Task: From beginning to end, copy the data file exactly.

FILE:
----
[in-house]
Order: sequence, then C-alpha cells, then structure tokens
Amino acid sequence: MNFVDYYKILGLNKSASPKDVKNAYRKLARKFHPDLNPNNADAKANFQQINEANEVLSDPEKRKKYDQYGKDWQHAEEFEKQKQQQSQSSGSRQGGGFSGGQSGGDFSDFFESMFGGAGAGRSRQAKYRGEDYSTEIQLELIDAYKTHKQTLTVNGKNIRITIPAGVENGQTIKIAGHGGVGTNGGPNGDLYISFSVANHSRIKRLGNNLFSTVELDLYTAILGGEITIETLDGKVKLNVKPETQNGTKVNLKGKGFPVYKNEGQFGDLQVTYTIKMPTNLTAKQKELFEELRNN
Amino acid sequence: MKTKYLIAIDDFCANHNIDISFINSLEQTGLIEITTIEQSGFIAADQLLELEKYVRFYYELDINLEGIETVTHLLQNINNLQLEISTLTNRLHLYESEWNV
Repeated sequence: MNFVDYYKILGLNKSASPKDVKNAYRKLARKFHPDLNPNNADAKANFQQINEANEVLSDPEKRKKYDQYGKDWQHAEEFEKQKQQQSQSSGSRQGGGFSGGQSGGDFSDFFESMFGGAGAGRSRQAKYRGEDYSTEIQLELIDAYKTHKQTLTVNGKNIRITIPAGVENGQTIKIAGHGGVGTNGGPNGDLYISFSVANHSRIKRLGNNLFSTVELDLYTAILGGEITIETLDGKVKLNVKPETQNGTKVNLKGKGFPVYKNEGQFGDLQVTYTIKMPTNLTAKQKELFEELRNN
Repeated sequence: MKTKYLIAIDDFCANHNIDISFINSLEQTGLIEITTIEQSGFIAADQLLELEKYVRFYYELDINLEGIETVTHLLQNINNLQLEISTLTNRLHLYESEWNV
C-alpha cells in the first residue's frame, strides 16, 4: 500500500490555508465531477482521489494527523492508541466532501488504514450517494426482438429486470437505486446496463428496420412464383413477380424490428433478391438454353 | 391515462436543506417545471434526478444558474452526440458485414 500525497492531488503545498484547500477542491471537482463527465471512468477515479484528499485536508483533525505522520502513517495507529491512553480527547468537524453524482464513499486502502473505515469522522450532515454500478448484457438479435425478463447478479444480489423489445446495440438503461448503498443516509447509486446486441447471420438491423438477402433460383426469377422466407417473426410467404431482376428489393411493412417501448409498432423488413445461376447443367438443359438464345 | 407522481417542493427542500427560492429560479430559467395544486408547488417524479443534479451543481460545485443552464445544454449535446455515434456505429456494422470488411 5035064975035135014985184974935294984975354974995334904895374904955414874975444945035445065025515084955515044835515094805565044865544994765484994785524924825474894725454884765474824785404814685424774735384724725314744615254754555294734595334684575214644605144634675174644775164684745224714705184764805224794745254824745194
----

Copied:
[in-house]
Order: sequence, then C-alpha cells, then structure tokens
Amino acid sequence: MNFVDYYKILGLNKSASPKDVKNAYRKLARKFHPDLNPNNADAKANFQQINEANEVLSDPEKRKKYDQYGKDWQHAEEFEKQKQQQSQSSGSRQGGGFSGGQSGGDFSDFFESMFGGAGAGRSRQAKYRGEDYSTEIQLELIDAYKTHKQTLTVNGKNIRITIPAGVENGQTIKIAGHGGVGTNGGPNGDLYISFSVANHSRIKRLGNNLFSTVELDLYTAILGGEITIETLDGKVKLNVKPETQNGTKVNLKGKGFPVYKNEGQFGDLQVTYTIKMPTNLTAKQKELFEELRNN
Amino acid sequence: MKTKYLIAIDDFCANHNIDISFINSLEQTGLIEITTIEQSGFIAADQLLELEKYVRFYYELDINLEGIETVTHLLQNINNLQLEISTLTNRLHLYESEWNV
Repeated sequence: MNFVDYYKILGLNKSASPKDVKNAYRKLARKFHPDLNPNNADAKANFQQINEANEVLSDPEKRKKYDQYGKDWQHAEEFEKQKQQQSQSSGSRQGGGFSGGQSGGDFSDFFESMFGGAGAGRSRQAKYRGEDYSTEIQLELIDAYKTHKQTLTVNGKNIRITIPAGVENGQTIKIAGHGGVGTNGGPNGDLYISFSVANHSRIKRLGNNLFSTVELDLYTAILGGEITIETLDGKVKLNVKPETQNGTKVNLKGKGFPVYKNEGQFGDLQVTYTIKMPTNLTAKQKELFEELRNN
Repeated sequence: MKTKYLIAIDDFCANHNIDISFINSLEQTGLIEITTIEQSGFIAADQLLELEKYVRFYYELDINLEGIETVTHLLQNINNLQLEISTLTNRLHLYESEWNV
C-alpha cells in the first residue's frame, strides 16, 4: 500500500490555508465531477482521489494527523492508541466532501488504514450517494426482438429486470437505486446496463428496420412464383413477380424490428433478391438454353 | 391515462436543506417545471434526478444558474452526440458485414 500525497492531488503545498484547500477542491471537482463527465471512468477515479484528499485536508483533525505522520502513517495507529491512553480527547468537524453524482464513499486502502473505515469522522450532515454500478448484457438479435425478463447478479444480489423489445446495440438503461448503498443516509447509486446486441447471420438491423438477402433460383426469377422466407417473426410467404431482376428489393411493412417501448409498432423488413445461376447443367438443359438464345 | 407522481417542493427542500427560492429560479430559467395544486408547488417524479443534479451543481460545485443552464445544454449535446455515434456505429456494422470488411 5035064975035135014985184974935294984975354974995334904895374904955414874975444945035445065025515084955515044835515094805565044865544994765484994785524924825474894725454884765474824785404814685424774735384724725314744615254754555294734595334684575214644605144634675174644775164684745224714705184764805224794745254824745194